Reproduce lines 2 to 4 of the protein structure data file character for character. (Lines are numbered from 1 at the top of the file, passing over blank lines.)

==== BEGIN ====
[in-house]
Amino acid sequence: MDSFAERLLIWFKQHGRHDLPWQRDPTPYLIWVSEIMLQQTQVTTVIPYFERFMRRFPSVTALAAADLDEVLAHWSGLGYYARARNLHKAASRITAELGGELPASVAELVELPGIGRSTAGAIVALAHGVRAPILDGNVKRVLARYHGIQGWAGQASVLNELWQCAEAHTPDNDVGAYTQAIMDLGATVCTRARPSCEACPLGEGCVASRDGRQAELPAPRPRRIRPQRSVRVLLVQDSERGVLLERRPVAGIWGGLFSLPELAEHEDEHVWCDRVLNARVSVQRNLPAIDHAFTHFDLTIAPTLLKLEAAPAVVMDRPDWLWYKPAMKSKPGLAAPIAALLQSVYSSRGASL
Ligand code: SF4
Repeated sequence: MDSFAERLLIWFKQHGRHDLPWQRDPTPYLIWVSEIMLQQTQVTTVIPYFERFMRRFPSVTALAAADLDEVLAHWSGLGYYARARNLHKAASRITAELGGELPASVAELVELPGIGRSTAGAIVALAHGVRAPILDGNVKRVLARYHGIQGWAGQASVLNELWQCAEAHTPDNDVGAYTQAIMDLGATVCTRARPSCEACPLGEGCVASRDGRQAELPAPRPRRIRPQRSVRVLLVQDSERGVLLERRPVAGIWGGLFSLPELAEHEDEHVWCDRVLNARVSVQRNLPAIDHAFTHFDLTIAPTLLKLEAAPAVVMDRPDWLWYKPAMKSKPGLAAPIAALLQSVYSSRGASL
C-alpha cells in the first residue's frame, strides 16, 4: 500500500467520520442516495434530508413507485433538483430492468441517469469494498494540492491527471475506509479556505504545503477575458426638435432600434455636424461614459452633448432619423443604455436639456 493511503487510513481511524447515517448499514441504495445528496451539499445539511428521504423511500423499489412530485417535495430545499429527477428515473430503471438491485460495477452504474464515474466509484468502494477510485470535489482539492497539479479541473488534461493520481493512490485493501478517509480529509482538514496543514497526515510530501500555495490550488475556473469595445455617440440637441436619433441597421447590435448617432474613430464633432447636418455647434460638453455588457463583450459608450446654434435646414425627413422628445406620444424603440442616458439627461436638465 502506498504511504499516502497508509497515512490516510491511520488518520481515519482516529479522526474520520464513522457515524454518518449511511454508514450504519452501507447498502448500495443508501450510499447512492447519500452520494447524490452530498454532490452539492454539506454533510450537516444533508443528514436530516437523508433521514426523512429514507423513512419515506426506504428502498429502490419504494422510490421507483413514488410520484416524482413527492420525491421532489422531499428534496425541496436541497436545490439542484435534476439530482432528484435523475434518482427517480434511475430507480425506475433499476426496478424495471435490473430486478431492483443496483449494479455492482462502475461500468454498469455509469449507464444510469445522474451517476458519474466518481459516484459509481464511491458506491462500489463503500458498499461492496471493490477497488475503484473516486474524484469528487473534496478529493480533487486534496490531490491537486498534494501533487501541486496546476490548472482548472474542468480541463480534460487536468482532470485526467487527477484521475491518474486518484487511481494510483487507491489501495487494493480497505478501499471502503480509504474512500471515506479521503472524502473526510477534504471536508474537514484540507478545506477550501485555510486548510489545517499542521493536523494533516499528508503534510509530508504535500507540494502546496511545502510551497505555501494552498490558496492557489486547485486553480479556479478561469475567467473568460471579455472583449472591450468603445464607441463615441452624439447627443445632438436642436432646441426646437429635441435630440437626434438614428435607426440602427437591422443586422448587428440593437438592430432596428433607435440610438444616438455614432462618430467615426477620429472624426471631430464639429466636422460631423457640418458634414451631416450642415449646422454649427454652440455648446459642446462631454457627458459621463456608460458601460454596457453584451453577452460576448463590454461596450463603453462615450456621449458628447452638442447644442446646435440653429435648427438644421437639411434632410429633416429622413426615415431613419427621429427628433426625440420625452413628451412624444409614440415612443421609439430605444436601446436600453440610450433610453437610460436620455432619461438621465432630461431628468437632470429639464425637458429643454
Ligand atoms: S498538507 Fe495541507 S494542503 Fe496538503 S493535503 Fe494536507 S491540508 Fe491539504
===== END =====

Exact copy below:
Amino acid sequence: MDSFAERLLIWFKQHGRHDLPWQRDPTPYLIWVSEIMLQQTQVTTVIPYFERFMRRFPSVTALAAADLDEVLAHWSGLGYYARARNLHKAASRITAELGGELPASVAELVELPGIGRSTAGAIVALAHGVRAPILDGNVKRVLARYHGIQGWAGQASVLNELWQCAEAHTPDNDVGAYTQAIMDLGATVCTRARPSCEACPLGEGCVASRDGRQAELPAPRPRRIRPQRSVRVLLVQDSERGVLLERRPVAGIWGGLFSLPELAEHEDEHVWCDRVLNARVSVQRNLPAIDHAFTHFDLTIAPTLLKLEAAPAVVMDRPDWLWYKPAMKSKPGLAAPIAALLQSVYSSRGASL
Ligand code: SF4
Repeated sequence: MDSFAERLLIWFKQHGRHDLPWQRDPTPYLIWVSEIMLQQTQVTTVIPYFERFMRRFPSVTALAAADLDEVLAHWSGLGYYARARNLHKAASRITAELGGELPASVAELVELPGIGRSTAGAIVALAHGVRAPILDGNVKRVLARYHGIQGWAGQASVLNELWQCAEAHTPDNDVGAYTQAIMDLGATVCTRARPSCEACPLGEGCVASRDGRQAELPAPRPRRIRPQRSVRVLLVQDSERGVLLERRPVAGIWGGLFSLPELAEHEDEHVWCDRVLNARVSVQRNLPAIDHAFTHFDLTIAPTLLKLEAAPAVVMDRPDWLWYKPAMKSKPGLAAPIAALLQSVYSSRGASL